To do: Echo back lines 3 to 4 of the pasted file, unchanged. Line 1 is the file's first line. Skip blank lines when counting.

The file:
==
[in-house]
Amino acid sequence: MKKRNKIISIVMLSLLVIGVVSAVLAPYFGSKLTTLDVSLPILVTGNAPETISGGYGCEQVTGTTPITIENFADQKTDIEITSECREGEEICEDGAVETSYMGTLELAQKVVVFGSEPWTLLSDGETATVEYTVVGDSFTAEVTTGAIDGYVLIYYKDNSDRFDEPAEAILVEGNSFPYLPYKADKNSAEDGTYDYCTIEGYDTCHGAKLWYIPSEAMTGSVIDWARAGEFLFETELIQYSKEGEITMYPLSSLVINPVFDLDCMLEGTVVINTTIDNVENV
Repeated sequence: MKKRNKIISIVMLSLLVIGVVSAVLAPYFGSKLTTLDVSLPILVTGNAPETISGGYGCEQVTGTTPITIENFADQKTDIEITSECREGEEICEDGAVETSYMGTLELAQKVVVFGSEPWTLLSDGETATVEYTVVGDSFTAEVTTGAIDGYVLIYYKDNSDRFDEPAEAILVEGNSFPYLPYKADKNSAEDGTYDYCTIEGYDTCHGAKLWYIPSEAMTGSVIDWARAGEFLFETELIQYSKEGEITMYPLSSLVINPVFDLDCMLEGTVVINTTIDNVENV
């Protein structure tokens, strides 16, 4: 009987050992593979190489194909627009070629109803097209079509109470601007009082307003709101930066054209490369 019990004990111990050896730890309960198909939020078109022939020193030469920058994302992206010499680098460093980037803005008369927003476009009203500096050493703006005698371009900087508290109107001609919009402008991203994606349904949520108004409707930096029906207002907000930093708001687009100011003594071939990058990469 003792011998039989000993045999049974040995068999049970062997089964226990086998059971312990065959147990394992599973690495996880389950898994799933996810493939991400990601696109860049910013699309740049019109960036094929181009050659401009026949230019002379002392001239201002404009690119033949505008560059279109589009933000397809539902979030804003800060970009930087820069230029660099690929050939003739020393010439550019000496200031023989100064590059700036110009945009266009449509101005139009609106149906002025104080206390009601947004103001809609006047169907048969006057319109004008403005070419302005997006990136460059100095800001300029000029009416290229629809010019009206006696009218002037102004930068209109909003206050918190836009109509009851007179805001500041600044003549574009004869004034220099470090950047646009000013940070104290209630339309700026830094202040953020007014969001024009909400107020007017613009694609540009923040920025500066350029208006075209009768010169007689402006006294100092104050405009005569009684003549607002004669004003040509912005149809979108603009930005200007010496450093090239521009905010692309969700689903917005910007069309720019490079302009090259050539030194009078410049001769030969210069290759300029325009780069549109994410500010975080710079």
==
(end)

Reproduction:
Repeated sequence: MKKRNKIISIVMLSLLVIGVVSAVLAPYFGSKLTTLDVSLPILVTGNAPETISGGYGCEQVTGTTPITIENFADQKTDIEITSECREGEEICEDGAVETSYMGTLELAQKVVVFGSEPWTLLSDGETATVEYTVVGDSFTAEVTTGAIDGYVLIYYKDNSDRFDEPAEAILVEGNSFPYLPYKADKNSAEDGTYDYCTIEGYDTCHGAKLWYIPSEAMTGSVIDWARAGEFLFETELIQYSKEGEITMYPLSSLVINPVFDLDCMLEGTVVINTTIDNVENV
């Protein structure tokens, strides 16, 4: 009987050992593979190489194909627009070629109803097209079509109470601007009082307003709101930066054209490369 019990004990111990050896730890309960198909939020078109022939020193030469920058994302992206010499680098460093980037803005008369927003476009009203500096050493703006005698371009900087508290109107001609919009402008991203994606349904949520108004409707930096029906207002907000930093708001687009100011003594071939990058990469 003792011998039989000993045999049974040995068999049970062997089964226990086998059971312990065959147990394992599973690495996880389950898994799933996810493939991400990601696109860049910013699309740049019109960036094929181009050659401009026949230019002379002392001239201002404009690119033949505008560059279109589009933000397809539902979030804003800060970009930087820069230029660099690929050939003739020393010439550019000496200031023989100064590059700036110009945009266009449509101005139009609106149906002025104080206390009601947004103001809609006047169907048969006057319109004008403005070419302005997006990136460059100095800001300029000029009416290229629809010019009206006696009218002037102004930068209109909003206050918190836009109509009851007179805001500041600044003549574009004869004034220099470090950047646009000013940070104290209630339309700026830094202040953020007014969001024009909400107020007017613009694609540009923040920025500066350029208006075209009768010169007689402006006294100092104050405009005569009684003549607002004669004003040509912005149809979108603009930005200007010496450093090239521009905010692309969700689903917005910007069309720019490079302009090259050539030194009078410049001769030969210069290759300029325009780069549109994410500010975080710079």